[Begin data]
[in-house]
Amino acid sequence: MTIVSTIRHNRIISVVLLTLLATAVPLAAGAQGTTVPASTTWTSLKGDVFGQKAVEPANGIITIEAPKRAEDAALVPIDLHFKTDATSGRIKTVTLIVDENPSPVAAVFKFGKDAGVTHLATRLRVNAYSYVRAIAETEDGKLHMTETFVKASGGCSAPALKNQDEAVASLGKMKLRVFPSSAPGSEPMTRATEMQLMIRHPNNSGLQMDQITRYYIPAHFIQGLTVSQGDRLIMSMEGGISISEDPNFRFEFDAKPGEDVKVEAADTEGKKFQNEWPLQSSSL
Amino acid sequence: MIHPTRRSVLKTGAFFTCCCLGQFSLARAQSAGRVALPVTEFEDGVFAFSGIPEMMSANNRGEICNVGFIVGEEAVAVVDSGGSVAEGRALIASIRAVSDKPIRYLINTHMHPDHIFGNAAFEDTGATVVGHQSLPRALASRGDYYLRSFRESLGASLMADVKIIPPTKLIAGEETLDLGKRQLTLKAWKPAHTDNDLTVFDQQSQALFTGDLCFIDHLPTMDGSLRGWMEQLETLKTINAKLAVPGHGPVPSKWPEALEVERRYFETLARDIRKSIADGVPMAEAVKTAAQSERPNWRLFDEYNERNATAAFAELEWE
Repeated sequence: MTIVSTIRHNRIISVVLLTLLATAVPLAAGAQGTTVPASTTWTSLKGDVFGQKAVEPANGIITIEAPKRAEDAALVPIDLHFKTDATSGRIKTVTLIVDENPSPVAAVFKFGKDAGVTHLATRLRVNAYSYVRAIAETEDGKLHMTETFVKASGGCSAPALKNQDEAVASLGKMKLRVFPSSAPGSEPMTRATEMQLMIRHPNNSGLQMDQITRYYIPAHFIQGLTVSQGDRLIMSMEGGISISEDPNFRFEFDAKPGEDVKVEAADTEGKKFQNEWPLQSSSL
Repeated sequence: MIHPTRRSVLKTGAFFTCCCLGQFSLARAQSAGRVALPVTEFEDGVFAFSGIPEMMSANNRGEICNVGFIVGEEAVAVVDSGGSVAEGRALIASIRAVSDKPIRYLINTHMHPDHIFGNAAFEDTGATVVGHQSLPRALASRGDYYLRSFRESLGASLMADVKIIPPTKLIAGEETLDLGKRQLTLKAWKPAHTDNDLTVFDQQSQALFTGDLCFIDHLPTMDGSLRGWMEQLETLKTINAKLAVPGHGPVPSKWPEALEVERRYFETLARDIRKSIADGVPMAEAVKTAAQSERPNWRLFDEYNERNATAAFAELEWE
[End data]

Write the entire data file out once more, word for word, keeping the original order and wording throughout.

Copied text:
[in-house]
Amino acid sequence: MTIVSTIRHNRIISVVLLTLLATAVPLAAGAQGTTVPASTTWTSLKGDVFGQKAVEPANGIITIEAPKRAEDAALVPIDLHFKTDATSGRIKTVTLIVDENPSPVAAVFKFGKDAGVTHLATRLRVNAYSYVRAIAETEDGKLHMTETFVKASGGCSAPALKNQDEAVASLGKMKLRVFPSSAPGSEPMTRATEMQLMIRHPNNSGLQMDQITRYYIPAHFIQGLTVSQGDRLIMSMEGGISISEDPNFRFEFDAKPGEDVKVEAADTEGKKFQNEWPLQSSSL
Amino acid sequence: MIHPTRRSVLKTGAFFTCCCLGQFSLARAQSAGRVALPVTEFEDGVFAFSGIPEMMSANNRGEICNVGFIVGEEAVAVVDSGGSVAEGRALIASIRAVSDKPIRYLINTHMHPDHIFGNAAFEDTGATVVGHQSLPRALASRGDYYLRSFRESLGASLMADVKIIPPTKLIAGEETLDLGKRQLTLKAWKPAHTDNDLTVFDQQSQALFTGDLCFIDHLPTMDGSLRGWMEQLETLKTINAKLAVPGHGPVPSKWPEALEVERRYFETLARDIRKSIADGVPMAEAVKTAAQSERPNWRLFDEYNERNATAAFAELEWE
Repeated sequence: MTIVSTIRHNRIISVVLLTLLATAVPLAAGAQGTTVPASTTWTSLKGDVFGQKAVEPANGIITIEAPKRAEDAALVPIDLHFKTDATSGRIKTVTLIVDENPSPVAAVFKFGKDAGVTHLATRLRVNAYSYVRAIAETEDGKLHMTETFVKASGGCSAPALKNQDEAVASLGKMKLRVFPSSAPGSEPMTRATEMQLMIRHPNNSGLQMDQITRYYIPAHFIQGLTVSQGDRLIMSMEGGISISEDPNFRFEFDAKPGEDVKVEAADTEGKKFQNEWPLQSSSL
Repeated sequence: MIHPTRRSVLKTGAFFTCCCLGQFSLARAQSAGRVALPVTEFEDGVFAFSGIPEMMSANNRGEICNVGFIVGEEAVAVVDSGGSVAEGRALIASIRAVSDKPIRYLINTHMHPDHIFGNAAFEDTGATVVGHQSLPRALASRGDYYLRSFRESLGASLMADVKIIPPTKLIAGEETLDLGKRQLTLKAWKPAHTDNDLTVFDQQSQALFTGDLCFIDHLPTMDGSLRGWMEQLETLKTINAKLAVPGHGPVPSKWPEALEVERRYFETLARDIRKSIADGVPMAEAVKTAAQSERPNWRLFDEYNERNATAAFAELEWE